“At a time when profit margins are already squeezed by soaring rents and overheads, it is unlikely that many London operators would be able to cope if 14% declines became the norm, rather than an exception, and large-scale outlet closures and job losses would certainly become a reality.”

Erik Juul-Mortensen is certain last year’s terror attacks have had a direct impact on travel retail sales

But what of spirits producers themselves – have they seen such events translate into sales losses? Diageo’s chief executive, Ivan Menezes, speaking at a roundtable earlier this year, said: “We are in a tragic environment right now and it is too early to say how it will impact [our business].”

Pernod Ricard also believes effects are difficult to ascertain at the moment. However, Corneliu Vilsan, operational marketing director for Pernod Ricard EMEA, says the group experienced a “substantial negative impact” on sales in airports – Istanbul Ataturk for example – almost immediately after particular attacks “due to the highly emotional impact of media coverage, which is followed by booking cancellations”.

Vislan says the real impact “is too early to quantify at this stage” due to stock in trade, but it is expected to be low double-digit decline overall. He continues: “From an EMEA perspective [excluding France], overall we have seen both a negative impact in some countries and a positive one in other countries. Tourism destination countries with terrorist attacks on their territory have been impacted by a reduced number of incoming tourists, driving down sales. While other countries that are perceived as safer, benefited from an influx of tourists.”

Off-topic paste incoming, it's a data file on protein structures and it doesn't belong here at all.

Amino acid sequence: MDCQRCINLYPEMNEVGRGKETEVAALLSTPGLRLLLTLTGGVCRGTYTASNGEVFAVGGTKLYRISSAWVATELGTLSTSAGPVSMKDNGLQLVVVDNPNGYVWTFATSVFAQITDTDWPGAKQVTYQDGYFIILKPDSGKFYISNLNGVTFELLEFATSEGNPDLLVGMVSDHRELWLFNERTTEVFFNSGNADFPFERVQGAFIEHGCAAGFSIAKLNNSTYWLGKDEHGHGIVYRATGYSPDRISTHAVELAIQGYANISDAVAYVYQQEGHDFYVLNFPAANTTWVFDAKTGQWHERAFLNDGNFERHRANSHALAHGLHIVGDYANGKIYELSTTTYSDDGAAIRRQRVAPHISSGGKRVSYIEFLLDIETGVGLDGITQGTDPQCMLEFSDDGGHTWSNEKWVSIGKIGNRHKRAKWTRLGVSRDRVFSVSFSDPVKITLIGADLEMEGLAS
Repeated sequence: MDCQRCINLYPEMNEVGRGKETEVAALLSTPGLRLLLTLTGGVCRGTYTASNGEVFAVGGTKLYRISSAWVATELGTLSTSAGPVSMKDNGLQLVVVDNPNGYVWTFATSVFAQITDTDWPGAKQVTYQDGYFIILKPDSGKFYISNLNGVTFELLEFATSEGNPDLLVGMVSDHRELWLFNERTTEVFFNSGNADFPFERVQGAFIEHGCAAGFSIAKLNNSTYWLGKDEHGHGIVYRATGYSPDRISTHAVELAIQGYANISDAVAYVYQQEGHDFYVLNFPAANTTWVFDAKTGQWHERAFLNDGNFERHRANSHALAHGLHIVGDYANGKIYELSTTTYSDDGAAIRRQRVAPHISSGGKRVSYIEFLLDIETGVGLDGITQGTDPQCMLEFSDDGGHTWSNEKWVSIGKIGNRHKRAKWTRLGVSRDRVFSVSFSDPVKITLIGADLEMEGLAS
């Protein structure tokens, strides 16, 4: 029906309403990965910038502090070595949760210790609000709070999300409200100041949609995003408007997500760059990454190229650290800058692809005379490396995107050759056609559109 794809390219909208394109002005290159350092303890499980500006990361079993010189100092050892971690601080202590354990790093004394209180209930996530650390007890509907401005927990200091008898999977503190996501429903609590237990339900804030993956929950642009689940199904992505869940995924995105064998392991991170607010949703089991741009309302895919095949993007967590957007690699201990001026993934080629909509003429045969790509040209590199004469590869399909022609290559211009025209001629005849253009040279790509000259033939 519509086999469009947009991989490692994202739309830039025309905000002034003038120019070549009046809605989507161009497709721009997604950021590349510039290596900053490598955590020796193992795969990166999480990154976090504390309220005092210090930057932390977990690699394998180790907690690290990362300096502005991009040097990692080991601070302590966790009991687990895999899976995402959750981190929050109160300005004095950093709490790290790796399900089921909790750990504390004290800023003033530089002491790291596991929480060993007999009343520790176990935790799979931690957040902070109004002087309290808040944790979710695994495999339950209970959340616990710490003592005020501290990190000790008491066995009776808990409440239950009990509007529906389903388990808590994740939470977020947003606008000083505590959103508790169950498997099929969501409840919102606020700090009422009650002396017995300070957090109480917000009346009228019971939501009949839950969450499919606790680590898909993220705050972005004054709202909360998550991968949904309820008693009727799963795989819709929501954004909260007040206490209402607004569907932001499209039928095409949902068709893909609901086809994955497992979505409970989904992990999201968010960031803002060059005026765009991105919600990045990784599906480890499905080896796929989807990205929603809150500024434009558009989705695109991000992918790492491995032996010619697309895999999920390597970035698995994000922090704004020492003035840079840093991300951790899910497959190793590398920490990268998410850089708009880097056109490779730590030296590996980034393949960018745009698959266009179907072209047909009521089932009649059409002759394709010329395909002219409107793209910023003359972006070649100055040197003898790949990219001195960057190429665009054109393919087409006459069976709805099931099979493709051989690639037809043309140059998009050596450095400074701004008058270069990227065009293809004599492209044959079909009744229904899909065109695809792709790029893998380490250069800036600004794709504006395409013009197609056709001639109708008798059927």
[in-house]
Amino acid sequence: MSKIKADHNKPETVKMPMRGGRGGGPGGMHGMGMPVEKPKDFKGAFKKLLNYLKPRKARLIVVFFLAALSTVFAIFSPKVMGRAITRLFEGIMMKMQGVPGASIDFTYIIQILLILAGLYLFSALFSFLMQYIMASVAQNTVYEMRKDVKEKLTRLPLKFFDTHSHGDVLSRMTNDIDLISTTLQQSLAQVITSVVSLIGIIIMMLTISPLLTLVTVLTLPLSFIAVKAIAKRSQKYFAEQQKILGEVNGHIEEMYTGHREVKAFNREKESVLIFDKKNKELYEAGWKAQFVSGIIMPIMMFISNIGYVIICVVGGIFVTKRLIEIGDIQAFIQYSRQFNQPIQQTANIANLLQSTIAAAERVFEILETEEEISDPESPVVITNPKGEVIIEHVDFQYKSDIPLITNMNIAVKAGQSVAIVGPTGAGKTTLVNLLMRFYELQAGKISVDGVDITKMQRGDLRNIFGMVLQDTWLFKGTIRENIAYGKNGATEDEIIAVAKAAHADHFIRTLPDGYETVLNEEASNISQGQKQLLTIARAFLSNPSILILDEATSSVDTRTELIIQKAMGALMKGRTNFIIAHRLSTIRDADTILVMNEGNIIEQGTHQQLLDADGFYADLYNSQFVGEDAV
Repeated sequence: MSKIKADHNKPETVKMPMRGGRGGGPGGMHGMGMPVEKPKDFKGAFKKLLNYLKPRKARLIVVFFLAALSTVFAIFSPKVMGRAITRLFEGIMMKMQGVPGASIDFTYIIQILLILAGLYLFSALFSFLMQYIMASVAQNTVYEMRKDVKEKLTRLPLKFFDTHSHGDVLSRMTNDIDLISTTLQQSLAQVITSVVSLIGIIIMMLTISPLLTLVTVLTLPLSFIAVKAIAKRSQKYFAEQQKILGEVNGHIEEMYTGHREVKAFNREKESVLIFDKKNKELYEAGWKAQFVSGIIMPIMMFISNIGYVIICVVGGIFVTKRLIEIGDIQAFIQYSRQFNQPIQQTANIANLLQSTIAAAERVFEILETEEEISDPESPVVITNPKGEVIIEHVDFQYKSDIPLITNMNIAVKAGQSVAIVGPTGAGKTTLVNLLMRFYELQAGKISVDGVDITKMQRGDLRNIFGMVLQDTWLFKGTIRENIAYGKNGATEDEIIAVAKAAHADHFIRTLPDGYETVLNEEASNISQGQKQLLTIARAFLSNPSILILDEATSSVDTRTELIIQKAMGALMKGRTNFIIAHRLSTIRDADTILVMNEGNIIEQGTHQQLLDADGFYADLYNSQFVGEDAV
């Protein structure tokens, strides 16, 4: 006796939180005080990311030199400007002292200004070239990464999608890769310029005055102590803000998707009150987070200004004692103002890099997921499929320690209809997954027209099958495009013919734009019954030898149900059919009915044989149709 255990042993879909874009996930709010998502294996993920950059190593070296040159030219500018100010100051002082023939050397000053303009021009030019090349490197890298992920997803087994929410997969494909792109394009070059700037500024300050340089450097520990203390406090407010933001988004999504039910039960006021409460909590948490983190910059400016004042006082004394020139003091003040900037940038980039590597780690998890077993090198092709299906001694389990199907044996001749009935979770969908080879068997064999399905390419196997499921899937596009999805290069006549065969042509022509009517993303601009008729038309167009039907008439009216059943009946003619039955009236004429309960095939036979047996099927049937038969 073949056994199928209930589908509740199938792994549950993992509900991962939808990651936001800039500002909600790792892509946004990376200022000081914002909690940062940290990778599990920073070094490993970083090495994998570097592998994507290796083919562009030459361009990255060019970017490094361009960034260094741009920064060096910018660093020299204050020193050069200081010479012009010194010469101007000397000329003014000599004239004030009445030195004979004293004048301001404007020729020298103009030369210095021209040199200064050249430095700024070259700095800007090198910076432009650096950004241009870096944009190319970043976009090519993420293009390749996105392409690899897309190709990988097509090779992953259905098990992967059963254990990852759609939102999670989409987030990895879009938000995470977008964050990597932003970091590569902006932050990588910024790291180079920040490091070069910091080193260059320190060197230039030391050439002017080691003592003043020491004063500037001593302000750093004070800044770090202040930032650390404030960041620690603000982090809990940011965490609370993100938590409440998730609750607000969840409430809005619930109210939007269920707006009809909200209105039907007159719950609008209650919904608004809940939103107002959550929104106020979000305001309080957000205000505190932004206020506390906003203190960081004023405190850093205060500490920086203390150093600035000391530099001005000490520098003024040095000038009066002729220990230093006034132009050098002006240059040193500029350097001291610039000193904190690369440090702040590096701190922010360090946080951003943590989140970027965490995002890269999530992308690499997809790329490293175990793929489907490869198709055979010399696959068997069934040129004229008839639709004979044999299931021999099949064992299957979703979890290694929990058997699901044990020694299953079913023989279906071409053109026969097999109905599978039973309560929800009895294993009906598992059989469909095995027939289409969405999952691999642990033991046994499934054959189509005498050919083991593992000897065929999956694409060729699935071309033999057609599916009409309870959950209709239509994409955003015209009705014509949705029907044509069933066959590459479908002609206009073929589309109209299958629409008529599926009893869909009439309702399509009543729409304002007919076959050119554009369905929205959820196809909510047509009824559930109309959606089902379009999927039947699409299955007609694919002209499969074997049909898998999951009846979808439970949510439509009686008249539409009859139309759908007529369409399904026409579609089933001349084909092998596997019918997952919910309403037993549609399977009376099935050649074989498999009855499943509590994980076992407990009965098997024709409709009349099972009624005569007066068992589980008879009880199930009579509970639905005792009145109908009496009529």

The travel retail data provider Air4casts also claims that fewer travellers in a select number of airports does not provide a full picture of the industry, since total international passenger numbers to European airports are actually on the rise.

Collectively, more than 150 European airports registered a 2.2% increase in passenger numbers in July 2016, while Paris Charles de Gaulle, Frankfurt, Brussels and airports across Turkey saw declines. “There have been instances of airports still experiencing difficulties in July, but they are very much the exception,” an Air4Casts spokesperson says. A total of 17 Spanish airports experienced double-digit growth in the month as resort destinations “benefited directly from consumer aversions to holidaying in Turkey”. Greece, Denmark, the UK, Sweden and Germany (even with Frankfurt’s 2.2% decline) also witnessed passenger number growth.

Looking ahead

Despite clear challenges, Juul-Mortensen is confident about the future of travel retail. “It’s a short-term problem and not a long-term concern,” he says. “In spite of recent temporary set-backs, the number of international travellers – which is, of course, the bedrock of our industry – will continue to grow, and the latest forecasts from Generation Research predict that total global sales could well reach US$120bn
by 2025. This has got to be cause 
for optimism.”

Juul-Mortensen expects sales to increase next year, citing Generation Research’s forecast that the travel retail industry will hit US$66.3bn. “Passenger numbers may fluctuate but most countries will see more passengers flying every year and, in addition, international travel from newer markets such as India and Africa will continue to increase growth at a remarkable rate,” he says.

“Our industry is known for its resilience and the mood among our members is positive. We have weathered challenges in the past and this is no different – the future of the industry is bright.”